Africa with the long and painful history of forced colonisation from European powers has left the continent in disarray. Tribes, nations, religious divisions have been implanted by the colonisers in order to rule over the masses through an iron fist for around two centuries. Africa, being the richest continent in terms of minerals and natural resources remain the poorest continent in terms of monetary wealth and living standards. This is directly the cause of a European policy of extraction of resources from the continent to benefit the European home economies forcefully throwing the African continent’s economies under the tracks of the European progress. The European advancement in science, technology and economy over the past couple of centuries was directly a cause of the subjugation of the African continent and colonies it possessed elsewhere (Indian subcontinent, Australasia, North and South America). In the “postcolonial” era the former European powers still have vested interests in the African continent due to the abundance of natural resources.
After the decolonisation of Africa, the former colonial powers have attempted to keep a grip over the political and social institutions in Africa by using various control tactics. They have helped government overthrows in order to install a favourable government which let the European and American companies operate freely in the region. This has been reflected in the 1961 assassination of Patrice Lumumba the first Prime Minister of Congo which was staged by the CIA along with Belgium former coloniser of Congo. Similarly, the overthrow of the first Ghanaian President Kwame Nkrumah as the CIA aided the military to stage a coup in 1966. Further, in Angola and Chad saw the downfall of the pro-African leaders whom the European and Americans have overthrown in order to install a friendlier government in these countries abundant in the vast amount of natural resources. Also more recently the brutal removal of Muammar Gaddafi in Libya was a hard reflection of the European interests in the region. Gaddafi had a pan-African vision of liberating and turning Africa into a self-sufficient continent divorced from European dictation.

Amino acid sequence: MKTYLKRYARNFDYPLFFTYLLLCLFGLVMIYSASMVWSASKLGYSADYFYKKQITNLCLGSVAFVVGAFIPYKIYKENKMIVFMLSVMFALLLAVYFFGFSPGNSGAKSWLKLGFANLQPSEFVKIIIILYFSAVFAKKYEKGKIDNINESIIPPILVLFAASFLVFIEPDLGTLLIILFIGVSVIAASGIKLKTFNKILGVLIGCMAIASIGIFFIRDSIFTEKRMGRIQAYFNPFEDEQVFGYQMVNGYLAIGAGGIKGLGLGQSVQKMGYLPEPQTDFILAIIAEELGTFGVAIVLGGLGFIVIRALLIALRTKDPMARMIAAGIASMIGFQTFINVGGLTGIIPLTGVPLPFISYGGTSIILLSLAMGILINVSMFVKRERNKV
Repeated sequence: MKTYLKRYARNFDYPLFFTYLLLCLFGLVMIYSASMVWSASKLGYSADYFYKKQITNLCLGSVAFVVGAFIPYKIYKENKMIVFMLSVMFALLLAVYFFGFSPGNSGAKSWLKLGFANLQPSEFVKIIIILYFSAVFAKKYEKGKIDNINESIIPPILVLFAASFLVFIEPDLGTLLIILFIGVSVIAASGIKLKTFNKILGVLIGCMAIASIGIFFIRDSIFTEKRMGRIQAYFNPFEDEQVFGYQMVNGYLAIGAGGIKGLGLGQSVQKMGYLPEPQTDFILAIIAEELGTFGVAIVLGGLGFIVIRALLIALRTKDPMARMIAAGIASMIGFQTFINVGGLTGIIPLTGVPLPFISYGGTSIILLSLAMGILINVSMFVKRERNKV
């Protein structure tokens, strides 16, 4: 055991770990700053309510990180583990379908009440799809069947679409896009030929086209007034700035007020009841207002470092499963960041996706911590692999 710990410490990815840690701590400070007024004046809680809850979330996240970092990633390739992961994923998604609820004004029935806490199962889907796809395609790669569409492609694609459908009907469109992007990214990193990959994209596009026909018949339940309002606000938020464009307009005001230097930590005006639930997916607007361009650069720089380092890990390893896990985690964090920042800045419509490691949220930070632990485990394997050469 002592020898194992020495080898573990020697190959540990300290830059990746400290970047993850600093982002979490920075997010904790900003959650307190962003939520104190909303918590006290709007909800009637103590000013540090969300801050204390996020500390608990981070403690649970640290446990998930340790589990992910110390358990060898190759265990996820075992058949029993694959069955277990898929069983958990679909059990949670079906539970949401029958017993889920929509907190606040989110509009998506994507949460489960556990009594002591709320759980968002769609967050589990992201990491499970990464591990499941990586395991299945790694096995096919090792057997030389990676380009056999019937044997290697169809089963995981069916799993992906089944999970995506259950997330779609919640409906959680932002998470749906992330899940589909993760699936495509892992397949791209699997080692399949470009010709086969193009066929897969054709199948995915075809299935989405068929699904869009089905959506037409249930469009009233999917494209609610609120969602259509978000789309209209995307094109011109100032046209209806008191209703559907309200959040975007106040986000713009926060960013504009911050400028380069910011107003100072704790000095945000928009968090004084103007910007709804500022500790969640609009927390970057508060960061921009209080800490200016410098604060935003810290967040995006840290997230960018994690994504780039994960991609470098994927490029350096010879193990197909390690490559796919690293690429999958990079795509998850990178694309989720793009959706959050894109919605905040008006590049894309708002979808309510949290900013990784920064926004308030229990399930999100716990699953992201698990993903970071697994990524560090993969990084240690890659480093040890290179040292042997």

Now Tunisia a relatively small country on the coast of the Mediterranean holds strong connections to their former colonisers France. Often Tunisia has attempted to import modern Western Neoliberal values into the Muslim majority country. A lot of their attempts have given rise to dissent among the conservative and majority of the Tunisian population. This, as a result, caused the rise of terrorism in Tunisia with the unsatisfactory supposedly subordinated position of their country to their former colonisers increased anger among a lot within the country. Tunisia was in the forefront of the “Arab Spring” and their protests which was supported by the Western/European intelligence for “democratisation” of the country has played a domino effect in the Arab world and giving rise to painful circumstances even almost after a decade. Tunisia has often played the role of being the Western agent in the Arab world often promoting pro-Western ideas and policies that allow the encampment of Western powers in the Arab and African regions.
The West often cloaks its intentions with “Freedom”, “Liberty” and “Democracy”. However, as they have professed these and have “helped” certain countries those countries have faltered and turned into failed states which enables the Western businesses to extract their natural resources without any government restrictions and often do as they please and maximise profits. Tunisian policymakers feel that they are surrounded by tough neighbours such as Algeria, Libya, Egypt and Morocco although they don’t border the latter two Tunisia is considered a minor power compared to these North African giants. Hence, the policy makers often opt to pro-Western perhaps as it makes them feel more relevant. In the North African camp, Tunisia is the most “liberal” and “democratic” in the Western scale.